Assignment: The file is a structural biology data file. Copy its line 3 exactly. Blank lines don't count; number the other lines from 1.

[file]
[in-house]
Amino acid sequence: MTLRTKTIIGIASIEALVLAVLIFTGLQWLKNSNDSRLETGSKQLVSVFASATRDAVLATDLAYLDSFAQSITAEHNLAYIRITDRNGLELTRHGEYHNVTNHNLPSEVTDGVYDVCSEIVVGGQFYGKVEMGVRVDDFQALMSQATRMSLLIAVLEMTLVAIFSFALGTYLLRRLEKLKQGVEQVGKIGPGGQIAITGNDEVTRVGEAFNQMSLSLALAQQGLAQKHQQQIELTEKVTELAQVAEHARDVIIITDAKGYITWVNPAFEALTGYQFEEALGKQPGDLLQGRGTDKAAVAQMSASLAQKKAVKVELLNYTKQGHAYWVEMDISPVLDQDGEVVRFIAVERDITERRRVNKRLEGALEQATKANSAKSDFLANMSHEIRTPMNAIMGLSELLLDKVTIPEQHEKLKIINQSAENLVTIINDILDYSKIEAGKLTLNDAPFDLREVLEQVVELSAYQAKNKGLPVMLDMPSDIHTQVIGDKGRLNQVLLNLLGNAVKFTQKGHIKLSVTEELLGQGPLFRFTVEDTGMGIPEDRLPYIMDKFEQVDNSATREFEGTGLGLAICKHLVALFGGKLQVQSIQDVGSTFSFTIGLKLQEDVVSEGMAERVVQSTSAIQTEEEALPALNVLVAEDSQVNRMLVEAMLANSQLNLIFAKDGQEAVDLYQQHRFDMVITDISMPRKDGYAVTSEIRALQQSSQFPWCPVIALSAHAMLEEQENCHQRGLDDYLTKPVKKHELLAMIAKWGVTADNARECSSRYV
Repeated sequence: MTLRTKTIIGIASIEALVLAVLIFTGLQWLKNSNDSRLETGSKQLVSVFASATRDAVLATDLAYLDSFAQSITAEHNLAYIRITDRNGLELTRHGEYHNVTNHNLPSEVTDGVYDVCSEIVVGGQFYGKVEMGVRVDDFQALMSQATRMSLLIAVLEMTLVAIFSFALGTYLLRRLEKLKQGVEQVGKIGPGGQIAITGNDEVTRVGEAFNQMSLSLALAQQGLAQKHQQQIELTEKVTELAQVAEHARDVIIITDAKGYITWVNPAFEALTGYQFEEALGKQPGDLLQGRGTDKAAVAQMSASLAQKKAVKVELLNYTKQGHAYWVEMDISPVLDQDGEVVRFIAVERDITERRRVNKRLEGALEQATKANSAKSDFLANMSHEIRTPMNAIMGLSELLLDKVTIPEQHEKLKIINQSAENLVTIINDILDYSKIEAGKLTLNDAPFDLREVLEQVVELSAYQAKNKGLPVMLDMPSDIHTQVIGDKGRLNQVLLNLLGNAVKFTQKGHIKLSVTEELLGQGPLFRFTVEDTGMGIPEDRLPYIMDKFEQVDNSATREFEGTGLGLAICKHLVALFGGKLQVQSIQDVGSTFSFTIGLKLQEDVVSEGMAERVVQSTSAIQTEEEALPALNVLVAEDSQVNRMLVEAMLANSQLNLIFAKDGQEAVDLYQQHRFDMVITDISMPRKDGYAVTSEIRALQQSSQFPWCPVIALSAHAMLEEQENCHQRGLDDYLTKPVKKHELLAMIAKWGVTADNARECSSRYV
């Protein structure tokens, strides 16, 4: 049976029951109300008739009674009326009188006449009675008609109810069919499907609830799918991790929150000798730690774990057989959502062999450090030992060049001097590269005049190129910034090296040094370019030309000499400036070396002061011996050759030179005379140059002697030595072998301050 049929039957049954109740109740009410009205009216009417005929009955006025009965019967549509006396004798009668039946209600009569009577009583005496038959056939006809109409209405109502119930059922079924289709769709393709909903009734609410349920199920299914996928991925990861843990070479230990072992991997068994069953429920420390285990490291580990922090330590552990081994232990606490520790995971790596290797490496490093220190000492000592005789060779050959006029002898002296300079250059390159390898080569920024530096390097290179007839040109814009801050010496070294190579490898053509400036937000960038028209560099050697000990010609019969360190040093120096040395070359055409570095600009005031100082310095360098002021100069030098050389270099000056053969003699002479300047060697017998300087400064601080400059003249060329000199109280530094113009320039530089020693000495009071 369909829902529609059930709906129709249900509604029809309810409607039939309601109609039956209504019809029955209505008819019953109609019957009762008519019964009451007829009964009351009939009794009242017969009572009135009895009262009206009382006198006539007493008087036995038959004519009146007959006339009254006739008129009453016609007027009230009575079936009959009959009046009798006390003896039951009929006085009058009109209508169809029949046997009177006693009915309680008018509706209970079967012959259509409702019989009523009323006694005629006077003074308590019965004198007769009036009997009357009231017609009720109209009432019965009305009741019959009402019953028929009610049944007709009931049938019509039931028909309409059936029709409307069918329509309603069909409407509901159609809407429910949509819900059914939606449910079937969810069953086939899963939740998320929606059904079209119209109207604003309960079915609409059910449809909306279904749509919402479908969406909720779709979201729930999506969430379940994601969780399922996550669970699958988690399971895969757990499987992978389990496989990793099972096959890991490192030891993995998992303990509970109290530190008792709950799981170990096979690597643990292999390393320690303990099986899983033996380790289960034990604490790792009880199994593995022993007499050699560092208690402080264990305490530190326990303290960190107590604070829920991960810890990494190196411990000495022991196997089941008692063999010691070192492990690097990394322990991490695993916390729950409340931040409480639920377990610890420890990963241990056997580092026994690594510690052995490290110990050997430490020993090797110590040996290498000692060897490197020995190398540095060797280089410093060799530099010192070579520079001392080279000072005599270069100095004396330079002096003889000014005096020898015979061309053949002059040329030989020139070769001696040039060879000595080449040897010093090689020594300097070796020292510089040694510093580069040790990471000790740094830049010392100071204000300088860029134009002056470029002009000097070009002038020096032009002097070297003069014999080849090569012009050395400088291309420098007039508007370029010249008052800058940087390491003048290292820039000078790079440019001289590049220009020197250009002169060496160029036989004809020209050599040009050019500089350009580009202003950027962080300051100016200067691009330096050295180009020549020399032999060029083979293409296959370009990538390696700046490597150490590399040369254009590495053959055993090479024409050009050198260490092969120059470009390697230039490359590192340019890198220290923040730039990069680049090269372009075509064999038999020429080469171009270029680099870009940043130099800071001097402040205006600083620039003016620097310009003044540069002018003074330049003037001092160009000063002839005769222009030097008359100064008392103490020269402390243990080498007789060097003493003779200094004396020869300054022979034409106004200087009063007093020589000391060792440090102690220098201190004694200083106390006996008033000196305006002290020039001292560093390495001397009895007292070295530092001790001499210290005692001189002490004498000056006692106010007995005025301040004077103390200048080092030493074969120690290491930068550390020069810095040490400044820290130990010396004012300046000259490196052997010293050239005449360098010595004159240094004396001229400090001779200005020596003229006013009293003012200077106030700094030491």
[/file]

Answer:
Repeated sequence: MTLRTKTIIGIASIEALVLAVLIFTGLQWLKNSNDSRLETGSKQLVSVFASATRDAVLATDLAYLDSFAQSITAEHNLAYIRITDRNGLELTRHGEYHNVTNHNLPSEVTDGVYDVCSEIVVGGQFYGKVEMGVRVDDFQALMSQATRMSLLIAVLEMTLVAIFSFALGTYLLRRLEKLKQGVEQVGKIGPGGQIAITGNDEVTRVGEAFNQMSLSLALAQQGLAQKHQQQIELTEKVTELAQVAEHARDVIIITDAKGYITWVNPAFEALTGYQFEEALGKQPGDLLQGRGTDKAAVAQMSASLAQKKAVKVELLNYTKQGHAYWVEMDISPVLDQDGEVVRFIAVERDITERRRVNKRLEGALEQATKANSAKSDFLANMSHEIRTPMNAIMGLSELLLDKVTIPEQHEKLKIINQSAENLVTIINDILDYSKIEAGKLTLNDAPFDLREVLEQVVELSAYQAKNKGLPVMLDMPSDIHTQVIGDKGRLNQVLLNLLGNAVKFTQKGHIKLSVTEELLGQGPLFRFTVEDTGMGIPEDRLPYIMDKFEQVDNSATREFEGTGLGLAICKHLVALFGGKLQVQSIQDVGSTFSFTIGLKLQEDVVSEGMAERVVQSTSAIQTEEEALPALNVLVAEDSQVNRMLVEAMLANSQLNLIFAKDGQEAVDLYQQHRFDMVITDISMPRKDGYAVTSEIRALQQSSQFPWCPVIALSAHAMLEEQENCHQRGLDDYLTKPVKKHELLAMIAKWGVTADNARECSSRYV